The history of heroin smoking and the subsequent development and spread of 'chasing the dragon' happened in the early 1920's The first heroin smoking originated in Shanghai and involved use of porcelain bowls and bamboo tubes, thereafter spreading across much of Eastern Asia and to the United States over the next decade. 'Chasing the dragon' was a later refinement of this form of heroin smoking, originating in or near Hong Kong in the 1950s, and refers to the ingestion of heroin by inhaling the vapors which result when the drug is heated-typically on tin-foil above a flame. Subsequent spread of 'chasing the dragon' included spread to other parts of South East Asia during the 1960s and 1970s, to some parts of Europe during the late 1970s and early 1980s, and to much of the world since the 1980's.

In the early 1900's, heroin was marketed as a non-addictive substitute for morphine, as well as a children's cough suppressant. Heroin was now being produced by Bayer and also sold legally for the treatment of opiate addiction, alcoholism and other assortments of ailments. It was still believed that heroin was not addictive, or so the doctors were told by the drug companies at that time. This continued until it was found that, after heroin enters the body, it is actually converted back into morphine. Eventually, in 1920, the US Congress passed the Dangerous Drug Act, banning the sale of heroin over the counter and making its distribution federally regulated. Drug companies were required to stop producing heroin, but it was too late already. Tens of thousands of citizens had already been addicted and a market for heroin had been created. Today this heroin market still exists and is growing. Throughout history, heroin and its opiate counterparts have wreaked havoc upon many civilizations. Nowadays, heroin is a well known street drug that is highly addictive. Many individuals have abused heroin and subsequently have developed an addiction to this potent, often deadly drug. Addiction to heroin or other opiates can cause severe damage with long term use. Because of this, there are now many drug addiction treatment centers nation-wide that help individuals to stop using heroin and offer them tools to ensure long term recovery. Because of the high percentage of overdoses involving heroin abuse, it is imperative that drug treatment is made available to an individual at the earliest possible stage of the addiction.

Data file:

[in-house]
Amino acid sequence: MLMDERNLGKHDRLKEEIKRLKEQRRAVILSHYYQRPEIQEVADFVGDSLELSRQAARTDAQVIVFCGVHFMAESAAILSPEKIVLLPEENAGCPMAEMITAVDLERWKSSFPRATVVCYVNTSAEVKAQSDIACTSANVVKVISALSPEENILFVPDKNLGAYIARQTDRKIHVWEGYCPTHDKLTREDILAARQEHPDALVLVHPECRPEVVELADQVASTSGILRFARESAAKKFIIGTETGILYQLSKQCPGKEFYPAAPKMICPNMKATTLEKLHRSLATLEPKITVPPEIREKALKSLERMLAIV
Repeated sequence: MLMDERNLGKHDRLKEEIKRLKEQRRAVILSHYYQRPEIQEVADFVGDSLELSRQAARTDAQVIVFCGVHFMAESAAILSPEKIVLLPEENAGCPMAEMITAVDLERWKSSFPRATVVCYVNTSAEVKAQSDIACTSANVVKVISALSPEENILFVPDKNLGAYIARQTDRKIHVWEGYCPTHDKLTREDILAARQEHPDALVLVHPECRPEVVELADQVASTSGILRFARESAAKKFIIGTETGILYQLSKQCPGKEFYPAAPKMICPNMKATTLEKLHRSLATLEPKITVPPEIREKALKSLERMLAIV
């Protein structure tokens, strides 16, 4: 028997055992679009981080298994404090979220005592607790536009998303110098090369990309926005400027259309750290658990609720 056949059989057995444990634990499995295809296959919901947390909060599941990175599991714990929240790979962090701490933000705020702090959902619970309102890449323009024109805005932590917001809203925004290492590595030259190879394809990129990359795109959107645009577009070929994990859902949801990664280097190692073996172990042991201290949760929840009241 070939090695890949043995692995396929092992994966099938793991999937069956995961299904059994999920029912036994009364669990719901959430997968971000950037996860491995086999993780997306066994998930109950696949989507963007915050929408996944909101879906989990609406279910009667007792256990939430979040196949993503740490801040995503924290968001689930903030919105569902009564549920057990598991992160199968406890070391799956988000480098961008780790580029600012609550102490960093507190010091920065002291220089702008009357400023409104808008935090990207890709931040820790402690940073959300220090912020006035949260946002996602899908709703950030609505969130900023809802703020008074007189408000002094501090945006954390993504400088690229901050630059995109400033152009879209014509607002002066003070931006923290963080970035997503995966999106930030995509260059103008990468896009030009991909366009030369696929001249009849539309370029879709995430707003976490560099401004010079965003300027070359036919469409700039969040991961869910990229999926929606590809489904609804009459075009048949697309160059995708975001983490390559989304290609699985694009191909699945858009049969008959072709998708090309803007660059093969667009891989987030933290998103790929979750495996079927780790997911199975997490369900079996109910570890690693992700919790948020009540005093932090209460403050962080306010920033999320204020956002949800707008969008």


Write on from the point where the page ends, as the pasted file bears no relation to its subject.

• Long term effects of heroin use are collapsed veins, infection of the heart lining and valves, abscesses, cellulites, liver disease, pulmonary complications and overdose.

  • Withdrawal symptoms of heroin abuse are heroin craving, restlessness, muscle and bone pain, and vomiting.

  • When heroin is "cut" on the streets in can contain deadly poisons.

  • Heroin withdrawal and side effects adversely influence the body.s physiological systems.

  • Injecting heroin into the bloodstream is one of the most dangerous way of using heroin.

  • Heroin is a highly addictive and illegal drug.

  • Heroin users who inject the drug run the risk of additional risks.

  • Heroin users who inject the drug are at risk of infection to the heart lining and valves.